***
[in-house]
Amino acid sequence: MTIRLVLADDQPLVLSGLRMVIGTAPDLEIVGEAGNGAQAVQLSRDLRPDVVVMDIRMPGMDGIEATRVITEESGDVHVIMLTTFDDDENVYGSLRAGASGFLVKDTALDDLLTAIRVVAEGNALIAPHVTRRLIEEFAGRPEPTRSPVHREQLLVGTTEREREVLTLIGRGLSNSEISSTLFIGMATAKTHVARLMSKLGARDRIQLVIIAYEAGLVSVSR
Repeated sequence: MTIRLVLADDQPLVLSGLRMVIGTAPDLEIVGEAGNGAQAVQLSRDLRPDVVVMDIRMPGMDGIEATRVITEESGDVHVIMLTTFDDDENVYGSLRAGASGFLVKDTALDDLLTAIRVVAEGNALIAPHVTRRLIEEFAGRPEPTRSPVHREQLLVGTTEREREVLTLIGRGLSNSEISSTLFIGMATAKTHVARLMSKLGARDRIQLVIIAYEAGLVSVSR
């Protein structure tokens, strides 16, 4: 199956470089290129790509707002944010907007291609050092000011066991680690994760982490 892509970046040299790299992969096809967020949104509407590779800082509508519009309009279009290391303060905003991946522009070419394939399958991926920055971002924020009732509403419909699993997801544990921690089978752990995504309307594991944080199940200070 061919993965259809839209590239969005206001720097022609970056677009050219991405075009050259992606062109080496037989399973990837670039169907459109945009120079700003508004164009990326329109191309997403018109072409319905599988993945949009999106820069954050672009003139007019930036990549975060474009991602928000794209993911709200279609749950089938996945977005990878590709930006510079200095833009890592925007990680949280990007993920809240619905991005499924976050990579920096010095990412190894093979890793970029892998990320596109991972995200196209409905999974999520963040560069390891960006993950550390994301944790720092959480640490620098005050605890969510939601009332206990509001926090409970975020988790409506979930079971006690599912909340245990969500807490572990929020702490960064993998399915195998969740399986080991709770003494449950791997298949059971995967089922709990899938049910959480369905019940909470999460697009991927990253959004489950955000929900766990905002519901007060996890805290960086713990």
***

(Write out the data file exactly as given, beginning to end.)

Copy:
[in-house]
Amino acid sequence: MTIRLVLADDQPLVLSGLRMVIGTAPDLEIVGEAGNGAQAVQLSRDLRPDVVVMDIRMPGMDGIEATRVITEESGDVHVIMLTTFDDDENVYGSLRAGASGFLVKDTALDDLLTAIRVVAEGNALIAPHVTRRLIEEFAGRPEPTRSPVHREQLLVGTTEREREVLTLIGRGLSNSEISSTLFIGMATAKTHVARLMSKLGARDRIQLVIIAYEAGLVSVSR
Repeated sequence: MTIRLVLADDQPLVLSGLRMVIGTAPDLEIVGEAGNGAQAVQLSRDLRPDVVVMDIRMPGMDGIEATRVITEESGDVHVIMLTTFDDDENVYGSLRAGASGFLVKDTALDDLLTAIRVVAEGNALIAPHVTRRLIEEFAGRPEPTRSPVHREQLLVGTTEREREVLTLIGRGLSNSEISSTLFIGMATAKTHVARLMSKLGARDRIQLVIIAYEAGLVSVSR
């Protein structure tokens, strides 16, 4: 199956470089290129790509707002944010907007291609050092000011066991680690994760982490 892509970046040299790299992969096809967020949104509407590779800082509508519009309009279009290391303060905003991946522009070419394939399958991926920055971002924020009732509403419909699993997801544990921690089978752990995504309307594991944080199940200070 061919993965259809839209590239969005206001720097022609970056677009050219991405075009050259992606062109080496037989399973990837670039169907459109945009120079700003508004164009990326329109191309997403018109072409319905599988993945949009999106820069954050672009003139007019930036990549975060474009991602928000794209993911709200279609749950089938996945977005990878590709930006510079200095833009890592925007990680949280990007993920809240619905991005499924976050990579920096010095990412190894093979890793970029892998990320596109991972995200196209409905999974999520963040560069390891960006993950550390994301944790720092959480640490620098005050605890969510939601009332206990509001926090409970975020988790409506979930079971006690599912909340245990969500807490572990929020702490960064993998399915195998969740399986080991709770003494449950791997298949059971995967089922709990899938049910959480369905019940909470999460697009991927990253959004489950955000929900766990905002519901007060996890805290960086713990």